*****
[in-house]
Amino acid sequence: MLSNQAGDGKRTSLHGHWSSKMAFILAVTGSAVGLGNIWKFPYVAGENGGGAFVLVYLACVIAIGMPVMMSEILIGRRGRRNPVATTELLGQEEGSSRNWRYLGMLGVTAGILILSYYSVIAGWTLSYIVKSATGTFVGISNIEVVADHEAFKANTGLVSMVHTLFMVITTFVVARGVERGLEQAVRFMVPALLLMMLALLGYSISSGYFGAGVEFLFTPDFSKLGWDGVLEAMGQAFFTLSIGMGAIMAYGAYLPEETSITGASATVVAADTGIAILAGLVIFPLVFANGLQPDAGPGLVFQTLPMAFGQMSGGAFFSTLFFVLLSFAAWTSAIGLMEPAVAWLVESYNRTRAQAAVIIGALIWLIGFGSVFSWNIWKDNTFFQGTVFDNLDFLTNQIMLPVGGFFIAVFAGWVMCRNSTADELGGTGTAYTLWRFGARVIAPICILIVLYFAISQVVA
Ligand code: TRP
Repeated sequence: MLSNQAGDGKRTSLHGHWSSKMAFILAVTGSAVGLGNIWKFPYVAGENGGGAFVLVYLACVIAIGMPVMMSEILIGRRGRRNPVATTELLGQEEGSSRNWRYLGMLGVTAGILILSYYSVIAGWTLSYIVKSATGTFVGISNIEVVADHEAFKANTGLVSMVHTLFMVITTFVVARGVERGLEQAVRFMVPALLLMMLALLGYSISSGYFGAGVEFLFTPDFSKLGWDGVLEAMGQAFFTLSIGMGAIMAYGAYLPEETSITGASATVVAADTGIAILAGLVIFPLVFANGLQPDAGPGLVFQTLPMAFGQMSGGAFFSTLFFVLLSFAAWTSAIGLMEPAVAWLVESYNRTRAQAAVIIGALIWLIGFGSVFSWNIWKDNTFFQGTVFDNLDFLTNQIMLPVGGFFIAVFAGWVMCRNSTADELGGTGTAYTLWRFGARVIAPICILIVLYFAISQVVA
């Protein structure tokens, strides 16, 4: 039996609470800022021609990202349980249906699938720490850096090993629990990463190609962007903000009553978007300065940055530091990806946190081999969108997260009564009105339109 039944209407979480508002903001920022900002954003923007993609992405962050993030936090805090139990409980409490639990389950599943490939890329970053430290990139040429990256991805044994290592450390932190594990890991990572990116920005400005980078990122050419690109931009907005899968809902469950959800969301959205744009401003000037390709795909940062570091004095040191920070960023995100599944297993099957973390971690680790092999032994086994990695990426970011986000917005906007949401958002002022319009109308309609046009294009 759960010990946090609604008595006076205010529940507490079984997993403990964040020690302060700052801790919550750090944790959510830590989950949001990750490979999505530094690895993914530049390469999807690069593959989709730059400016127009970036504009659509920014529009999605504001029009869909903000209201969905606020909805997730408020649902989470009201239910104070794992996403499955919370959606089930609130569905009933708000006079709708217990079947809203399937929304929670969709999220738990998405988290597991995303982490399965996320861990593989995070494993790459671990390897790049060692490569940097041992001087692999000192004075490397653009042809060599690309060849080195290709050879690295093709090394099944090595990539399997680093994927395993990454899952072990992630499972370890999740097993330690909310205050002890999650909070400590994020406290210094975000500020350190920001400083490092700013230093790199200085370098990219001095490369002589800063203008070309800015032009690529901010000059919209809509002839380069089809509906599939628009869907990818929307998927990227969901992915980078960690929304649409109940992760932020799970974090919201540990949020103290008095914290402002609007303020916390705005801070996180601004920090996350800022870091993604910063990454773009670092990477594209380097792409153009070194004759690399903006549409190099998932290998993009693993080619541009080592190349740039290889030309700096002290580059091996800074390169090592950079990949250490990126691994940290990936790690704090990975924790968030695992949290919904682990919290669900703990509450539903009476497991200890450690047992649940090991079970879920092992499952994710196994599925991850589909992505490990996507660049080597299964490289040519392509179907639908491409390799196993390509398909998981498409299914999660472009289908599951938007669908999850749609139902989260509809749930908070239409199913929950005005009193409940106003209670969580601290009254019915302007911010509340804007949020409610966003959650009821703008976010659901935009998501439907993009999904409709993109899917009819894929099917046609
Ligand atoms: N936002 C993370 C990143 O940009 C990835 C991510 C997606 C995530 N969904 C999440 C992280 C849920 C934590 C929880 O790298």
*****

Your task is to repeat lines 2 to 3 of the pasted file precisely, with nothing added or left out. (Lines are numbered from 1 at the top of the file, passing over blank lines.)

Amino acid sequence: MLSNQAGDGKRTSLHGHWSSKMAFILAVTGSAVGLGNIWKFPYVAGENGGGAFVLVYLACVIAIGMPVMMSEILIGRRGRRNPVATTELLGQEEGSSRNWRYLGMLGVTAGILILSYYSVIAGWTLSYIVKSATGTFVGISNIEVVADHEAFKANTGLVSMVHTLFMVITTFVVARGVERGLEQAVRFMVPALLLMMLALLGYSISSGYFGAGVEFLFTPDFSKLGWDGVLEAMGQAFFTLSIGMGAIMAYGAYLPEETSITGASATVVAADTGIAILAGLVIFPLVFANGLQPDAGPGLVFQTLPMAFGQMSGGAFFSTLFFVLLSFAAWTSAIGLMEPAVAWLVESYNRTRAQAAVIIGALIWLIGFGSVFSWNIWKDNTFFQGTVFDNLDFLTNQIMLPVGGFFIAVFAGWVMCRNSTADELGGTGTAYTLWRFGARVIAPICILIVLYFAISQVVA
Ligand code: TRP